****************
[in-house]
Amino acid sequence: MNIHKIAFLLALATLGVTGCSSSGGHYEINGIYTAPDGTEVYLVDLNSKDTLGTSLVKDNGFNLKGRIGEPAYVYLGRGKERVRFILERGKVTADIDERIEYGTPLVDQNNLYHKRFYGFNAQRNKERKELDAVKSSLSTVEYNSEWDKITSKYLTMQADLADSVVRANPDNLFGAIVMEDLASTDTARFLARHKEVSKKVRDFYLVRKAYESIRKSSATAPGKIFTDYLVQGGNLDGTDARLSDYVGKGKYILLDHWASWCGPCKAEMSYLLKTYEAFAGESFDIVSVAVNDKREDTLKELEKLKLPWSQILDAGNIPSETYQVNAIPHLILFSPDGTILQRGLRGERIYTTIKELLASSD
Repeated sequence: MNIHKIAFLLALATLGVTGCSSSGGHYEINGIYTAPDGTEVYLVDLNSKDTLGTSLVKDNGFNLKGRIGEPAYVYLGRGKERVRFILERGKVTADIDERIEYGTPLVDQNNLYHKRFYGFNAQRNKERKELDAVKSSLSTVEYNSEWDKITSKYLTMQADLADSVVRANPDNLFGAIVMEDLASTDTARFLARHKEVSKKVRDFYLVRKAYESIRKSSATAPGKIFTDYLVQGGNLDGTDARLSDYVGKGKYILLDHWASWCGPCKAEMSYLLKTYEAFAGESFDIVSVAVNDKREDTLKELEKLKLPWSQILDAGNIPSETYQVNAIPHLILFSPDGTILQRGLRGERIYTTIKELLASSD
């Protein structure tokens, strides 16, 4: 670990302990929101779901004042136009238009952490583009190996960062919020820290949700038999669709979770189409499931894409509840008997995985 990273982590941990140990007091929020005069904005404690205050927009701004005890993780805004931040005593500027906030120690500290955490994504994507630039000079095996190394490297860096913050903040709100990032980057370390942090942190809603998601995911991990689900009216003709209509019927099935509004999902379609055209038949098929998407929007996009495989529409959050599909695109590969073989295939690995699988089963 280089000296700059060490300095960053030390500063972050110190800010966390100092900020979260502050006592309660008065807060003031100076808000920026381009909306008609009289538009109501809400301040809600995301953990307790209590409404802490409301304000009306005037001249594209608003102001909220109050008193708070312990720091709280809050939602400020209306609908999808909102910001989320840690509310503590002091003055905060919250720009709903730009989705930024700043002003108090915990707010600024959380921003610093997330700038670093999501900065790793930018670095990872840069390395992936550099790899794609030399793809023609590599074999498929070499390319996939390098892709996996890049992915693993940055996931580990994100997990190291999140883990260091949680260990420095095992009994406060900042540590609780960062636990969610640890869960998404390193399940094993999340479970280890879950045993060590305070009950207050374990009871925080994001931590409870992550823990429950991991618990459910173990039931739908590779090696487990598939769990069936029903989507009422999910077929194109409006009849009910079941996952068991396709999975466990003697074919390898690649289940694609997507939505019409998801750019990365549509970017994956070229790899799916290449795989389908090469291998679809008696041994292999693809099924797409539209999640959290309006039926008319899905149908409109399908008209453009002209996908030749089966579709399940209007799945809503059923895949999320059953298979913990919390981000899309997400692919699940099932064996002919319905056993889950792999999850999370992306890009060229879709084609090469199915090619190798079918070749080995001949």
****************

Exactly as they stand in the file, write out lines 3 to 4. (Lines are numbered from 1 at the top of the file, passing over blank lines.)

Repeated sequence: MNIHKIAFLLALATLGVTGCSSSGGHYEINGIYTAPDGTEVYLVDLNSKDTLGTSLVKDNGFNLKGRIGEPAYVYLGRGKERVRFILERGKVTADIDERIEYGTPLVDQNNLYHKRFYGFNAQRNKERKELDAVKSSLSTVEYNSEWDKITSKYLTMQADLADSVVRANPDNLFGAIVMEDLASTDTARFLARHKEVSKKVRDFYLVRKAYESIRKSSATAPGKIFTDYLVQGGNLDGTDARLSDYVGKGKYILLDHWASWCGPCKAEMSYLLKTYEAFAGESFDIVSVAVNDKREDTLKELEKLKLPWSQILDAGNIPSETYQVNAIPHLILFSPDGTILQRGLRGERIYTTIKELLASSD
């Protein structure tokens, strides 16, 4: 670990302990929101779901004042136009238009952490583009190996960062919020820290949700038999669709979770189409499931894409509840008997995985 990273982590941990140990007091929020005069904005404690205050927009701004005890993780805004931040005593500027906030120690500290955490994504994507630039000079095996190394490297860096913050903040709100990032980057370390942090942190809603998601995911991990689900009216003709209509019927099935509004999902379609055209038949098929998407929007996009495989529409959050599909695109590969073989295939690995699988089963 280089000296700059060490300095960053030390500063972050110190800010966390100092900020979260502050006592309660008065807060003031100076808000920026381009909306008609009289538009109501809400301040809600995301953990307790209590409404802490409301304000009306005037001249594209608003102001909220109050008193708070312990720091709280809050939602400020209306609908999808909102910001989320840690509310503590002091003055905060919250720009709903730009989705930024700043002003108090915990707010600024959380921003610093997330700038670093999501900065790793930018670095990872840069390395992936550099790899794609030399793809023609590599074999498929070499390319996939390098892709996996890049992915693993940055996931580990994100997990190291999140883990260091949680260990420095095992009994406060900042540590609780960062636990969610640890869960998404390193399940094993999340479970280890879950045993060590305070009950207050374990009871925080994001931590409870992550823990429950991991618990459910173990039931739908590779090696487990598939769990069936029903989507009422999910077929194109409006009849009910079941996952068991396709999975466990003697074919390898690649289940694609997507939505019409998801750019990365549509970017994956070229790899799916290449795989389908090469291998679809008696041994292999693809099924797409539209999640959290309006039926008319899905149908409109399908008209453009002209996908030749089966579709399940209007799945809503059923895949999320059953298979913990919390981000899309997400692919699940099932064996002919319905056993889950792999999850999370992306890009060229879709084609090469199915090619190798079918070749080995001949």